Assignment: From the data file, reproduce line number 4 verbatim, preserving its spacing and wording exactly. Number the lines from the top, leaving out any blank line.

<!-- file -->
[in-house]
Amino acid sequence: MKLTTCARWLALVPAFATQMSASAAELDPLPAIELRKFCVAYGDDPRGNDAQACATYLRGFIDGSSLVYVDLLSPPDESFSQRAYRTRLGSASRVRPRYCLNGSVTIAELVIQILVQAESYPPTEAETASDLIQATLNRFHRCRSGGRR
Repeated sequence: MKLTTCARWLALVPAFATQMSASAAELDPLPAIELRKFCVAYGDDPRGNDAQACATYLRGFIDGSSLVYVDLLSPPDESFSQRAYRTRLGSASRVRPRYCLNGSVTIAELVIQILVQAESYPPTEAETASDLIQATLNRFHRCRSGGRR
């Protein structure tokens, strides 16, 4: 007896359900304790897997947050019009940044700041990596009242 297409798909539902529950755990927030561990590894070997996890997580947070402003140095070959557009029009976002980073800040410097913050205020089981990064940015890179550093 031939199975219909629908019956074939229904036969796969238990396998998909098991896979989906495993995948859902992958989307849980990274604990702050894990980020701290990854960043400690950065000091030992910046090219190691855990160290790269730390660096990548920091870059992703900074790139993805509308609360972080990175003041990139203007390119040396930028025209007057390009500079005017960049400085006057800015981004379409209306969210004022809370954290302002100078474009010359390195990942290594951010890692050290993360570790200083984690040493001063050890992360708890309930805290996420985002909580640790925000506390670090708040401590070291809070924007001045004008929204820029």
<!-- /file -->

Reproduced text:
């Protein structure tokens, strides 16, 4: 007896359900304790897997947050019009940044700041990596009242 297409798909539902529950755990927030561990590894070997996890997580947070402003140095070959557009029009976002980073800040410097913050205020089981990064940015890179550093 031939199975219909629908019956074939229904036969796969238990396998998909098991896979989906495993995948859902992958989307849980990274604990702050894990980020701290990854960043400690950065000091030992910046090219190691855990160290790269730390660096990548920091870059992703900074790139993805509308609360972080990175003041990139203007390119040396930028025209007057390009500079005017960049400085006057800015981004379409209306969210004022809370954290302002100078474009010359390195990942290594951010890692050290993360570790200083984690040493001063050890992360708890309930805290996420985002909580640790925000506390670090708040401590070291809070924007001045004008929204820029």